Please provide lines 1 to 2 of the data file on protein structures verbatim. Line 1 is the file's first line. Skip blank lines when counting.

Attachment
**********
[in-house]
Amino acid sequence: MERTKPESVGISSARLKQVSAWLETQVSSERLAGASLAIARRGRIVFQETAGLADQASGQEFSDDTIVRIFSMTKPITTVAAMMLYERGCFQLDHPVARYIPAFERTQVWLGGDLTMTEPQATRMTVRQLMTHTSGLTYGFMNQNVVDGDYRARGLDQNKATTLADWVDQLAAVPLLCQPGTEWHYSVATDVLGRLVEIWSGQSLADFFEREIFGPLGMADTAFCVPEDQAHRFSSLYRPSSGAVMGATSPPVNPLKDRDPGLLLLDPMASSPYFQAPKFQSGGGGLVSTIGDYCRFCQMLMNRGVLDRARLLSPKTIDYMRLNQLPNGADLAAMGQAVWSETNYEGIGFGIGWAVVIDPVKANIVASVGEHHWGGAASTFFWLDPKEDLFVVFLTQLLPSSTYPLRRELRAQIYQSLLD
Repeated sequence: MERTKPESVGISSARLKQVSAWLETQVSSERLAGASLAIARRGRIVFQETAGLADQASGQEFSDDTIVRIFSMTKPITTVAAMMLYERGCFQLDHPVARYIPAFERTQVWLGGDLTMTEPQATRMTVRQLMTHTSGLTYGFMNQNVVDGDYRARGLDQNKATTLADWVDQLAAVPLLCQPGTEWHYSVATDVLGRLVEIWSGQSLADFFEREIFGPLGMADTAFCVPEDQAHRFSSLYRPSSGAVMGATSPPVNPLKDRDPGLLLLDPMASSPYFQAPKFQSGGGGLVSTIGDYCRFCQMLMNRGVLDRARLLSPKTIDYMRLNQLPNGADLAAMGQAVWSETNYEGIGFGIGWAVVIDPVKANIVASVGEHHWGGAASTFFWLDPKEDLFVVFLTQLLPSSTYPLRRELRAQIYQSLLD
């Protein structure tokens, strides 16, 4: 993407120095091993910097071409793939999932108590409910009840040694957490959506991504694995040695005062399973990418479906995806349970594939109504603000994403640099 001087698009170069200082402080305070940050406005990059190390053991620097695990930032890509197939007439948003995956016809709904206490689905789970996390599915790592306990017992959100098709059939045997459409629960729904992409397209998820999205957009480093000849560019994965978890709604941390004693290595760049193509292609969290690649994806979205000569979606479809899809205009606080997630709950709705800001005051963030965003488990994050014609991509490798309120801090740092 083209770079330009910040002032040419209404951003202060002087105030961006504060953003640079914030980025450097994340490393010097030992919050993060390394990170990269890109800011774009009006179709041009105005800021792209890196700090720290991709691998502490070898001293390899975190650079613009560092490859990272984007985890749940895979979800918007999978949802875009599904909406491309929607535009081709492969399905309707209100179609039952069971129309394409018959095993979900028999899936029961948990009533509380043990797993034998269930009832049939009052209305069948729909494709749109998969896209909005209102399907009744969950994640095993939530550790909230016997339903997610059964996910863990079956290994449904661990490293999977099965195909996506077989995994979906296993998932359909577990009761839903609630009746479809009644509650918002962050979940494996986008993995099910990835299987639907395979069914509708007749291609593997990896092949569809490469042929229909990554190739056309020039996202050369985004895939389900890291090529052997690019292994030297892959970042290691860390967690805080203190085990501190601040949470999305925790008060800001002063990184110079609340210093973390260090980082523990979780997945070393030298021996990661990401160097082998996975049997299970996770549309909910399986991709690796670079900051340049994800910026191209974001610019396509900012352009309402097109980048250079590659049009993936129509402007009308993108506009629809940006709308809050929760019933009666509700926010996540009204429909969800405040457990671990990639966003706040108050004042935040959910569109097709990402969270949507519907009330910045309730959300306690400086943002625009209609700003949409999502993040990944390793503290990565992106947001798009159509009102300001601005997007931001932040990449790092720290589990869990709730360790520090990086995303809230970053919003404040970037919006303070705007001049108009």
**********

[in-house]
Amino acid sequence: MERTKPESVGISSARLKQVSAWLETQVSSERLAGASLAIARRGRIVFQETAGLADQASGQEFSDDTIVRIFSMTKPITTVAAMMLYERGCFQLDHPVARYIPAFERTQVWLGGDLTMTEPQATRMTVRQLMTHTSGLTYGFMNQNVVDGDYRARGLDQNKATTLADWVDQLAAVPLLCQPGTEWHYSVATDVLGRLVEIWSGQSLADFFEREIFGPLGMADTAFCVPEDQAHRFSSLYRPSSGAVMGATSPPVNPLKDRDPGLLLLDPMASSPYFQAPKFQSGGGGLVSTIGDYCRFCQMLMNRGVLDRARLLSPKTIDYMRLNQLPNGADLAAMGQAVWSETNYEGIGFGIGWAVVIDPVKANIVASVGEHHWGGAASTFFWLDPKEDLFVVFLTQLLPSSTYPLRRELRAQIYQSLLD